int row, col;

    for(col=1; col<COLUMNS; col++)
    for(row=1; row<ROWS; row++) {
    board[col][row]->left = board[col-1][row];
    board[col][row]->right = board[col+1][row];
    board[col][row]->down = board[col][row-1];
    board[col][row]->up = board[col][row+1];
    board[col][row]->duleft = board[col-1][row+1];
    board[col][row]->duright = board[col+1][row+1];
    ... // Yeah, I got tired of copy, paste, edit
    }

    // The 2 border rows and 2 border columns must have their outside
    // slot pointers set to null, I'll let you deal with that, just 4 more for loops,
    // acutally only 2
    }

    bool Board::checkWin(int x, int y) {
    if(checkDir(LEFT, x, y) // I guess instead of x, y, you could pass board[x][y]
    // actually that would be better....did I mention I'm
    // writing this as I go?
    if(checkWin(board[x-1][y], 2, LEFT)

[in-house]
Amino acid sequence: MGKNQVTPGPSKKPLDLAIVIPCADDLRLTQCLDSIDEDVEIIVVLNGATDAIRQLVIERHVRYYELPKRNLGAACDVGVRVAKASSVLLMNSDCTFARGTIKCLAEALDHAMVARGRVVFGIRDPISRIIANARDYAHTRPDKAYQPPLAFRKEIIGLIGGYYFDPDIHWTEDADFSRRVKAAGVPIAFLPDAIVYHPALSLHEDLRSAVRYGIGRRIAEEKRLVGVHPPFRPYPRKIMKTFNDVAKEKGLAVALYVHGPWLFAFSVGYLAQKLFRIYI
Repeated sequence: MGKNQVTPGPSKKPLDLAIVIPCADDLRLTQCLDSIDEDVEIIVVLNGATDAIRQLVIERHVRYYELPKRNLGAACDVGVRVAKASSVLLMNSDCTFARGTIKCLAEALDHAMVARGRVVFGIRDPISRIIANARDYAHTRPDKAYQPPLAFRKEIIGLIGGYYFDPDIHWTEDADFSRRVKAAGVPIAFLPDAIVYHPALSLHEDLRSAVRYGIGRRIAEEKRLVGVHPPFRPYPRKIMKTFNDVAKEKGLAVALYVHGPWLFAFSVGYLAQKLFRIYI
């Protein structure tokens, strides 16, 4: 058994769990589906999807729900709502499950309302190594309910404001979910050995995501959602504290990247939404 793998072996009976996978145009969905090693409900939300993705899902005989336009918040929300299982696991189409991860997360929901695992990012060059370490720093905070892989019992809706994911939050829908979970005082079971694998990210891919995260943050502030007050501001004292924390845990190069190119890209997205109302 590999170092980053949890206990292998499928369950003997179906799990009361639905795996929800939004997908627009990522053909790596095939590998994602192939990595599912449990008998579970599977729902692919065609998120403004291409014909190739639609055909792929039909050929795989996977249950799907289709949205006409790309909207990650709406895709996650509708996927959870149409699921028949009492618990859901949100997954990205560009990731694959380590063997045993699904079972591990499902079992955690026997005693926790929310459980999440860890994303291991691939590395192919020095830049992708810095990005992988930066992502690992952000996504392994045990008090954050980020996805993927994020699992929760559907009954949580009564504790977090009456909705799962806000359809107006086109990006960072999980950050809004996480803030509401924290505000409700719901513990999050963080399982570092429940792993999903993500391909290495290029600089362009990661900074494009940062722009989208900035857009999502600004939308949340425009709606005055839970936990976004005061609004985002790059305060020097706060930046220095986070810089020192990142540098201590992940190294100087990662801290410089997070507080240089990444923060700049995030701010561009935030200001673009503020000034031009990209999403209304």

return true;

    if(checkDir(RIGHT, x, y)
    if(checkWin(board[x+1][y], 2, RIGHT)

    .... I think you can figure out where this is going

    else return false;
    }
    bool Board::checkDir(int dir, int x, int y) {
    // If I had slots with adjacent slot pointers in an array I could get rid of this
    // switch statement as well as the one above...
    switch( dir ) {
    case LEFT: return board[x][y]->checkAdjacent(LEFT);

    ...
    }

    // See, you replace the 8 slot pointers, for adjacent slots, with an array and
    // replace the passing of x, y, with board[x][y] (we'll call it's replacement s)
    // and this would be simplified to: return s->checkAdjacent(adj_slot[dir]);
    }